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Star Formation in H I-selected Galaxies. II. H II Region Properties
A sample of 69 galaxies with radial velocities less than 2500 kms-1 was selected from the H I Parkes All Sky Survey (HIPASS)to deduce details about star formation in nearby disk galaxies selectedwith no bias to optical surface brightness selection effects. Broadband(B and R) and narrowband (Hα) images were obtained for all ofthese objects. More than half of the sample galaxies are late-type,dwarf disks (mostly Sc and Sm galaxies). We have measured the propertiesof the H II regions on Hα continuum-subtracted images, using theHIIphot package developed by Thilker et al. All but one of the galaxiescontained at least one detectable H II region. Examination of theproperties of the H II regions in each galaxy revealed that thebrightest regions in higher surface brightness galaxies tend to be moreluminous than those in lower surface brightness galaxies. A higherfraction (referred to as the diffuse fraction) of the Hα emissionfrom lower surface brightness galaxies comes from diffuse ionized gas. HII region luminosity functions (LFs) co-added according to surfacebrightness show that the shapes of the LFs for the lowest surfacebrightness galaxies are different from those for typical spiralgalaxies. This discrepancy could be caused by the lowest surfacebrightness galaxies having somewhat episodic star formation or by themforming a relatively larger fraction of their stars outside of dense,massive molecular clouds. In general, the results imply that theconditions under which star formation occurs in lower surface brightnessgalaxies are different than in more typical, higher surface brightnessspiral galaxies.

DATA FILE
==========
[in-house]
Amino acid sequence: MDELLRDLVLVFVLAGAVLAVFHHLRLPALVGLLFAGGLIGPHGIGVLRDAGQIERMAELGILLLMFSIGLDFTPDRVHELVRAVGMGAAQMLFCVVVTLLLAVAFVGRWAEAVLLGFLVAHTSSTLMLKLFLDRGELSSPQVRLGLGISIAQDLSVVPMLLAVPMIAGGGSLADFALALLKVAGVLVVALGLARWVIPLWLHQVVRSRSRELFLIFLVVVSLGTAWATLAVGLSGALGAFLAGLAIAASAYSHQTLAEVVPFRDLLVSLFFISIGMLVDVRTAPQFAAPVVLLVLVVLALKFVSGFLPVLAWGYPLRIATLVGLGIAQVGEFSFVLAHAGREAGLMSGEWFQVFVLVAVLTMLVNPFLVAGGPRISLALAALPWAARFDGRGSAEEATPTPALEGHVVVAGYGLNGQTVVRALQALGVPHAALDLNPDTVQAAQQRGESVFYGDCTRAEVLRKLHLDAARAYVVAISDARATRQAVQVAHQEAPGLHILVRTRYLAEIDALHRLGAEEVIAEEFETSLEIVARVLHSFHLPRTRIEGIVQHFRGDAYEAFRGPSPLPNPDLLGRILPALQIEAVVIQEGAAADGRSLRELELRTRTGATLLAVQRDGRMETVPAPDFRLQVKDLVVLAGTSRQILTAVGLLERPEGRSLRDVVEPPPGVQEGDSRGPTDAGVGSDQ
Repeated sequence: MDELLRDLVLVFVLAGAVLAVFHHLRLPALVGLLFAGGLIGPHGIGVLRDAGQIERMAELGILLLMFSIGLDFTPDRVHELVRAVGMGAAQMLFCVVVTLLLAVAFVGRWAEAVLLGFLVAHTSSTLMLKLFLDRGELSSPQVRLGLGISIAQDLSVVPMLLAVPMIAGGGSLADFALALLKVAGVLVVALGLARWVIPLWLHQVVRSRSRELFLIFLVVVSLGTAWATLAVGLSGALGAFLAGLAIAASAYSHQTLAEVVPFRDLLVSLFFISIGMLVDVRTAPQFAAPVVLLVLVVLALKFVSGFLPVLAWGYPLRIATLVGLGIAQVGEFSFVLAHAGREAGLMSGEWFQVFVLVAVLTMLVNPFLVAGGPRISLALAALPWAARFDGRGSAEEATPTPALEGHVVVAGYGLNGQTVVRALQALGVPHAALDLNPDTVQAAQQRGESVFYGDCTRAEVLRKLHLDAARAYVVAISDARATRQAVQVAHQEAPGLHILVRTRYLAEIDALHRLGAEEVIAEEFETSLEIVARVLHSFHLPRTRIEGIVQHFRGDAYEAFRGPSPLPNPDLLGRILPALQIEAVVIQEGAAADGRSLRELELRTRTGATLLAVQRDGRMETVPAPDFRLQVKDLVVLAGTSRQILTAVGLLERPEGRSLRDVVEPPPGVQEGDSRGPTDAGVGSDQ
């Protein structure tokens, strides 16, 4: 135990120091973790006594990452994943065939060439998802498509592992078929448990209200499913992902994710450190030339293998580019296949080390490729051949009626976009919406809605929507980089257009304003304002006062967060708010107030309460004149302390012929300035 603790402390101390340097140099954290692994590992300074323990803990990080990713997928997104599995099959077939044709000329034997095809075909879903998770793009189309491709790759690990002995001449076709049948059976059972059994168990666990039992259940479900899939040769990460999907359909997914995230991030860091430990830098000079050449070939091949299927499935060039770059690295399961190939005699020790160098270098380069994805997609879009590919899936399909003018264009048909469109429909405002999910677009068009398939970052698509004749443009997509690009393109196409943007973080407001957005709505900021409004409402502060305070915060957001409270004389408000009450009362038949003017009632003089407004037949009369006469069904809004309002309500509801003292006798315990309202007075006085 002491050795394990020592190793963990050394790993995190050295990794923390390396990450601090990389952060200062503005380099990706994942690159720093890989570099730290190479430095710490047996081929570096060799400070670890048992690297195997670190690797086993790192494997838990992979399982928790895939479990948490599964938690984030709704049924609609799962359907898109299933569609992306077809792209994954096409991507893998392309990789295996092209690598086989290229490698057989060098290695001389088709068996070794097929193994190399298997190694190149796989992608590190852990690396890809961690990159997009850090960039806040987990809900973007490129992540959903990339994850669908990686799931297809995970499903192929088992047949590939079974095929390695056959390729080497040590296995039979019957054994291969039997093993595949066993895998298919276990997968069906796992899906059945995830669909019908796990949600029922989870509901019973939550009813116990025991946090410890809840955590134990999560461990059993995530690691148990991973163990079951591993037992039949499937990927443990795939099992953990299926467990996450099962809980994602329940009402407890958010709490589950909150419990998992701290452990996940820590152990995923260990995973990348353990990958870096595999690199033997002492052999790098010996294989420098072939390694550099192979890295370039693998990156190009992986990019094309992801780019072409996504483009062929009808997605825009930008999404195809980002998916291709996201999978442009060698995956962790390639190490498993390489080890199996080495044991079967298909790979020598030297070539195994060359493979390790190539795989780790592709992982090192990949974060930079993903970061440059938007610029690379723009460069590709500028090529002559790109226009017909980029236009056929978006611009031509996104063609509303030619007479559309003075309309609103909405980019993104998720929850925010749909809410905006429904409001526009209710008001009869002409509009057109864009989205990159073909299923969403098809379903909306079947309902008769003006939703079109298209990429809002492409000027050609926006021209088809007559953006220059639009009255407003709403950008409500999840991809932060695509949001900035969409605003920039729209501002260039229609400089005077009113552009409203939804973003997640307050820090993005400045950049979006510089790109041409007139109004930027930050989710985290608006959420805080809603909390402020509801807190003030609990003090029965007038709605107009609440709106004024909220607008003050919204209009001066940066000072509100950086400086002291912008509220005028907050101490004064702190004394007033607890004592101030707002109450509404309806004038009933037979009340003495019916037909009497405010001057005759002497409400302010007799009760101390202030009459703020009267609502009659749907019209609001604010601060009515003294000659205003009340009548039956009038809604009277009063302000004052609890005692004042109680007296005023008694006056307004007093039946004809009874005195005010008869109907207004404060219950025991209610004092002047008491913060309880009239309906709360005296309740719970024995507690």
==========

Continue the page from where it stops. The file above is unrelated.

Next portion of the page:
Star Formation in H I-Selected Galaxies. I. Sample Characteristics
A sample of 69 galaxies with radial velocities of less than 2500 kms-1 was selected from the H I Parkes All-Sky Survey (HIPASS)and imaged in broadband B and R and narrowband Hα, to deducedetails about star formation in nearby disk galaxies while avoidingsurface brightness selection effects. The sample is dominated bylate-type, dwarf disks (mostly Sc and Sm galaxies) with exponential diskscale lengths of ~1-5 kpc. The HIPASS galaxies, on average, have lowerstar formation rates (SFRs), are bluer, and have lower surfacebrightness than an optically selected sample. H II regions were detectedin all but one of the galaxies. Many galaxies had as few as two to fiveH II regions. The galaxies' Hα equivalent widths, colors, and SFRsper unit of H I mass are best explained by young mean ages (~3-5 Gyr,according to Schmidt-law models) with star formation histories in whichthe SFRs were higher in the past. Comparison of the surface brightnesscoverage of the HIPASS galaxies with that of an optically selectedsample shows that such a sample may miss ~10% of the local galaxy numberdensity and could possibly miss as much as 3%-4% of the SFR density. Theamount lower surface brightness galaxies contribute to the totalluminosity density may be insignificant, but this conclusion is somewhatdependent on how the fluxes of these objects are determined.

A Catalog of H I-Selected Galaxies from the South Celestial Cap Region of Sky